Starting where Season Five left off, Lorelai and Rory Gilmore are estranged based on Rory leaving Yale and moving in with her grandparents and Lorelai finding her only real ally in Luke. Her abrupt proposal is met by only momentary surprise before Luke regroups and says "yes." Luke and Lorelai move in together, Lorelai gets a dog - Paul Anka - and Luke and Lorelai renovate her house as opposed to moving into the old Twickam house (as Luke had planned). Meanwhile, Rory drifts for months on her own, joining the D.A.R. with her grandmother and losing her interest in pursuing her dream jobs in journalism.

After months of estrangement, including awkward times when Rory and Lorelai are forced together as a result of Sookie's children's baptism (the Gilmores end up as godparents), Richard and Emily come to realize that Rory's drifting might not be short-term and they begin to push the young lady toward returning to Yale. Rory and Logan continue their relationship, though Rory finds herself living with Paris for a spell. And as Lane and Zach get married, Lorelai's long-delayed wedding plans come to a head.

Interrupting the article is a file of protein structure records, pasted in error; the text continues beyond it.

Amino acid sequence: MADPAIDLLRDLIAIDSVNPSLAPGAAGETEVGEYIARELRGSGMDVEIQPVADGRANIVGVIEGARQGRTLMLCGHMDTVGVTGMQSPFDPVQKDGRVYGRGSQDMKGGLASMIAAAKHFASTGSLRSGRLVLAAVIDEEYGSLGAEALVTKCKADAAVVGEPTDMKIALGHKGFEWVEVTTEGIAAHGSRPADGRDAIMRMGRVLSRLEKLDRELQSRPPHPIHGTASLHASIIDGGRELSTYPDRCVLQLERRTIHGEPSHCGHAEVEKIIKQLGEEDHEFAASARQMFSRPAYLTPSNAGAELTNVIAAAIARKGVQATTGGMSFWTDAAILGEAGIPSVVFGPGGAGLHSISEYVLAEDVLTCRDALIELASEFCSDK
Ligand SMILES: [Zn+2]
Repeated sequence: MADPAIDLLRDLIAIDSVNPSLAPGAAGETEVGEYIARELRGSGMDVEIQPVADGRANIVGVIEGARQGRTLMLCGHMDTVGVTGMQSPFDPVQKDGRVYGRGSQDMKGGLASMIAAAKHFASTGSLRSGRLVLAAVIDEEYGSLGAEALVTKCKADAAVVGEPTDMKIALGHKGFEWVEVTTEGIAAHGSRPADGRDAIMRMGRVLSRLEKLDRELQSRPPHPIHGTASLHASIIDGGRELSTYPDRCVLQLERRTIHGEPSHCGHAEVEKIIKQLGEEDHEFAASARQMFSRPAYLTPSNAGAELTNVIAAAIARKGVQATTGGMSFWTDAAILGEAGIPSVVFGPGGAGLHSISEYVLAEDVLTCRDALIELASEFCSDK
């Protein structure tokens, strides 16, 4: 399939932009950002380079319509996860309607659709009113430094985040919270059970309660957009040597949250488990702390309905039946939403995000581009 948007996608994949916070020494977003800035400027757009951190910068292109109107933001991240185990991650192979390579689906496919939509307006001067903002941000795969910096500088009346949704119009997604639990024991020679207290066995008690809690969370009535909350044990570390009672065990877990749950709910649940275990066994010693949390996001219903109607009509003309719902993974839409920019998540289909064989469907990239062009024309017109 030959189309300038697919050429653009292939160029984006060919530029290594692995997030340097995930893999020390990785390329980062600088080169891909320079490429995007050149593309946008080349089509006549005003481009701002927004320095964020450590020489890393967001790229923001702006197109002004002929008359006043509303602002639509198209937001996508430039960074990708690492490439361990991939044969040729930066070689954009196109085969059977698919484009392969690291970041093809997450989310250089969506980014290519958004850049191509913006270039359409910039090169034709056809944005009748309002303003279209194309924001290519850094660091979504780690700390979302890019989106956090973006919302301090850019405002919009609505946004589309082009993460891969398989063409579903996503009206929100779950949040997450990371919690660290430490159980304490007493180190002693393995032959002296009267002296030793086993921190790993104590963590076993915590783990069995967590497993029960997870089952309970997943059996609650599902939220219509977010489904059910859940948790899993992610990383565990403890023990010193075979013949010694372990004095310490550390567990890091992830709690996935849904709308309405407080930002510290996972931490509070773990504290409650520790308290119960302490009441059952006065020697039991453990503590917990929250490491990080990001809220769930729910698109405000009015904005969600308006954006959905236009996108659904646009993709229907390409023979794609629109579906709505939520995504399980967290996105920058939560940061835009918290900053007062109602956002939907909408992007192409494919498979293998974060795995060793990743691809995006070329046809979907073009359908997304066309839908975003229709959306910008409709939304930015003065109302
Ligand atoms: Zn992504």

Gilmore Girls The Complete Sixth Season might well be a season that worked better in its initial airing than it does on DVD. On DVD, fans and viewers will want to watch episodes back to back as the season is highly serialized and the choices characters make early in the season resonate throughout. No choice is probably more surprising than the appearance of April, a teenager who walks into Luke's Diner for some DNA for a school science project, a project that reveals that Luke is the girl's biological father. That Luke's knowledge of this leads him to keep it from Lorelai changes much of the way the two interact and alters the direction of the season.